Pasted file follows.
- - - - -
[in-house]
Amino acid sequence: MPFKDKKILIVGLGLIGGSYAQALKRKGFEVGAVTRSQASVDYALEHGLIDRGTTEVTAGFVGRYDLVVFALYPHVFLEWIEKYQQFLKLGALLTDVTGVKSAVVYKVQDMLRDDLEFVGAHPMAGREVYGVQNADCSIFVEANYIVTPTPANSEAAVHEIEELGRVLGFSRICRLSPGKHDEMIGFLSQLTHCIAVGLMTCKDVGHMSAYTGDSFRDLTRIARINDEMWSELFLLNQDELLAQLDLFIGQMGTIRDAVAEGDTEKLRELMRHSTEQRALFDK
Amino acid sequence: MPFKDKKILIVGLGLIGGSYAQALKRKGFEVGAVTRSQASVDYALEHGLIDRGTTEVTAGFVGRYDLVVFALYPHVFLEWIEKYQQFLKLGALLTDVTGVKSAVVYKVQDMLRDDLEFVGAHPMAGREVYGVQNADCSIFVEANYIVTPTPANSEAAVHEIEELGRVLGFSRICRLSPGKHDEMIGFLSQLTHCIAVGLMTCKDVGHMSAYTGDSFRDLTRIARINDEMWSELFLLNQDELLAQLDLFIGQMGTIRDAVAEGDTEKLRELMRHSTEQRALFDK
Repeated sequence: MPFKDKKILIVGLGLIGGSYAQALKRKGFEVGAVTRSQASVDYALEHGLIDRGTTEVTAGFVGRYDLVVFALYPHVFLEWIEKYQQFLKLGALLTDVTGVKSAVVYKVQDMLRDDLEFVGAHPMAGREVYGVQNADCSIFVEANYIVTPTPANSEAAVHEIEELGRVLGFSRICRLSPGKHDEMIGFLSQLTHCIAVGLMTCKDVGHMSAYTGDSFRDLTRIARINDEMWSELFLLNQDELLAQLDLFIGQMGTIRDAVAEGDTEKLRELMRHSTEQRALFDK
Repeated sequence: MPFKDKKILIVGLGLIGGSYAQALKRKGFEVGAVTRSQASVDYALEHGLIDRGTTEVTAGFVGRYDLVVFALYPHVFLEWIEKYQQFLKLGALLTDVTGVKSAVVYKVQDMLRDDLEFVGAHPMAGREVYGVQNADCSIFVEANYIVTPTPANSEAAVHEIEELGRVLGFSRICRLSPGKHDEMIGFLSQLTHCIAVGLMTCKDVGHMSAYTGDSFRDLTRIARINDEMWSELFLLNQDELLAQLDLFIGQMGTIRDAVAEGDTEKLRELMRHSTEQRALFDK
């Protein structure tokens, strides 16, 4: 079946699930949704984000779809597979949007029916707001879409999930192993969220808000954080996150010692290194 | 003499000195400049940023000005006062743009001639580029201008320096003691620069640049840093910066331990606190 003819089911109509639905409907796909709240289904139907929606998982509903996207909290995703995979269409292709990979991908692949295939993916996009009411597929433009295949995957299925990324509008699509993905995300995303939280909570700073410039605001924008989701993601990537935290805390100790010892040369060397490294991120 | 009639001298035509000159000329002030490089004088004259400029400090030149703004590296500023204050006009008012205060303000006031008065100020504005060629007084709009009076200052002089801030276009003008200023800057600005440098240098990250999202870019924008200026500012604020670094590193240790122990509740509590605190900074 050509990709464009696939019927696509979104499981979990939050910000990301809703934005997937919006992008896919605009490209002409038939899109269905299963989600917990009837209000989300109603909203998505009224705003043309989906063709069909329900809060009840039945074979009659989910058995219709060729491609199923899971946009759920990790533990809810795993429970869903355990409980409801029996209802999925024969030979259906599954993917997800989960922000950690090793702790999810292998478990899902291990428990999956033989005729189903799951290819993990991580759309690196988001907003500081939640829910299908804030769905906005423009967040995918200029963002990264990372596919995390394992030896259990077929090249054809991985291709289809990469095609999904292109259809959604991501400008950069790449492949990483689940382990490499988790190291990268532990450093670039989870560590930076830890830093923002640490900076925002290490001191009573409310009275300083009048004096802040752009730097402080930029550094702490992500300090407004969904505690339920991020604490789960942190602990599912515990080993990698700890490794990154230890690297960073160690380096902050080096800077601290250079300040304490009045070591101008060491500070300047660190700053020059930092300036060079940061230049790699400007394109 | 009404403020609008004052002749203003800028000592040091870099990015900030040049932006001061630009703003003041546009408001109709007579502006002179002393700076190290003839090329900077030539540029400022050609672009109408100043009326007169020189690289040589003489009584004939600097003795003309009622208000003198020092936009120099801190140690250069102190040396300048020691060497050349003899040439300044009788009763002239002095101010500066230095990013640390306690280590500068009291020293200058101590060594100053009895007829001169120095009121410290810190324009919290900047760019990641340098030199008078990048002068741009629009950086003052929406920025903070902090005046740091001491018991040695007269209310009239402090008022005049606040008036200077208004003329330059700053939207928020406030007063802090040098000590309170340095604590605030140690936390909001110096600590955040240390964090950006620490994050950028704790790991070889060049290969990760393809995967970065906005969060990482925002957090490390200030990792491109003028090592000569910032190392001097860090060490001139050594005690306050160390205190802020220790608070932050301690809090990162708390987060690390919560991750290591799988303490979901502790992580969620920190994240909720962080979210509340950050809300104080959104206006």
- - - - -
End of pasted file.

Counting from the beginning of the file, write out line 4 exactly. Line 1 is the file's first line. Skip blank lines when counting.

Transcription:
Repeated sequence: MPFKDKKILIVGLGLIGGSYAQALKRKGFEVGAVTRSQASVDYALEHGLIDRGTTEVTAGFVGRYDLVVFALYPHVFLEWIEKYQQFLKLGALLTDVTGVKSAVVYKVQDMLRDDLEFVGAHPMAGREVYGVQNADCSIFVEANYIVTPTPANSEAAVHEIEELGRVLGFSRICRLSPGKHDEMIGFLSQLTHCIAVGLMTCKDVGHMSAYTGDSFRDLTRIARINDEMWSELFLLNQDELLAQLDLFIGQMGTIRDAVAEGDTEKLRELMRHSTEQRALFDK